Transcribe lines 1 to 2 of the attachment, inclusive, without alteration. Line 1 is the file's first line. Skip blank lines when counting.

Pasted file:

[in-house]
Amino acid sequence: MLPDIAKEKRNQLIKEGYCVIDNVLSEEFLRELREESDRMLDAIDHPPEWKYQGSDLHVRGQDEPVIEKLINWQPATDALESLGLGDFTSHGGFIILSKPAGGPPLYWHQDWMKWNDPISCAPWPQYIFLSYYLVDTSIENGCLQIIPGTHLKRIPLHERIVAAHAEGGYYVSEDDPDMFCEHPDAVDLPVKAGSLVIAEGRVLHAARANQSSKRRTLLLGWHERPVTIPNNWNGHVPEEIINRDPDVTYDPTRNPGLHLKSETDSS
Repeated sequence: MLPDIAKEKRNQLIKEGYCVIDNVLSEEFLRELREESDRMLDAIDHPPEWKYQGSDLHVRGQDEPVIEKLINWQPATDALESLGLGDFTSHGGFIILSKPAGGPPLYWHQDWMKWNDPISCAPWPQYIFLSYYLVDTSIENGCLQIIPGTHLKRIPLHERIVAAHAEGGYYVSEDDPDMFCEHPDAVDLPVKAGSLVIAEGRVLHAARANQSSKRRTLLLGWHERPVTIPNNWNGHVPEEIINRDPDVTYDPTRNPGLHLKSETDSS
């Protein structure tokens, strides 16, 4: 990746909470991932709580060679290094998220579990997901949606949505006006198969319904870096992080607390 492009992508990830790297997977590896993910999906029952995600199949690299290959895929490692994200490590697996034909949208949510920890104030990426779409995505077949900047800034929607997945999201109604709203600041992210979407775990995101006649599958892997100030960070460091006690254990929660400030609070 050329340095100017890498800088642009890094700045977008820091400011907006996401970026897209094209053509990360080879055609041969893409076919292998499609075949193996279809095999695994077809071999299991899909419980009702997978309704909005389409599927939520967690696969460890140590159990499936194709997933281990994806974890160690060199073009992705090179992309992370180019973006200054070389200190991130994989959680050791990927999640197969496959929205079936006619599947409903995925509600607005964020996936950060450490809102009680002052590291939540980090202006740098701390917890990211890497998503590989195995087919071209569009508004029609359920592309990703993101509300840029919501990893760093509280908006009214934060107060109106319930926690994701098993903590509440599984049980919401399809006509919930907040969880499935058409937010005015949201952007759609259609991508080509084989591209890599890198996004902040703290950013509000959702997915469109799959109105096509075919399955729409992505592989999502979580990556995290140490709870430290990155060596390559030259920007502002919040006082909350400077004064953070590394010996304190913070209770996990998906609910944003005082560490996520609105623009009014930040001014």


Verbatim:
[in-house]
Amino acid sequence: MLPDIAKEKRNQLIKEGYCVIDNVLSEEFLRELREESDRMLDAIDHPPEWKYQGSDLHVRGQDEPVIEKLINWQPATDALESLGLGDFTSHGGFIILSKPAGGPPLYWHQDWMKWNDPISCAPWPQYIFLSYYLVDTSIENGCLQIIPGTHLKRIPLHERIVAAHAEGGYYVSEDDPDMFCEHPDAVDLPVKAGSLVIAEGRVLHAARANQSSKRRTLLLGWHERPVTIPNNWNGHVPEEIINRDPDVTYDPTRNPGLHLKSETDSS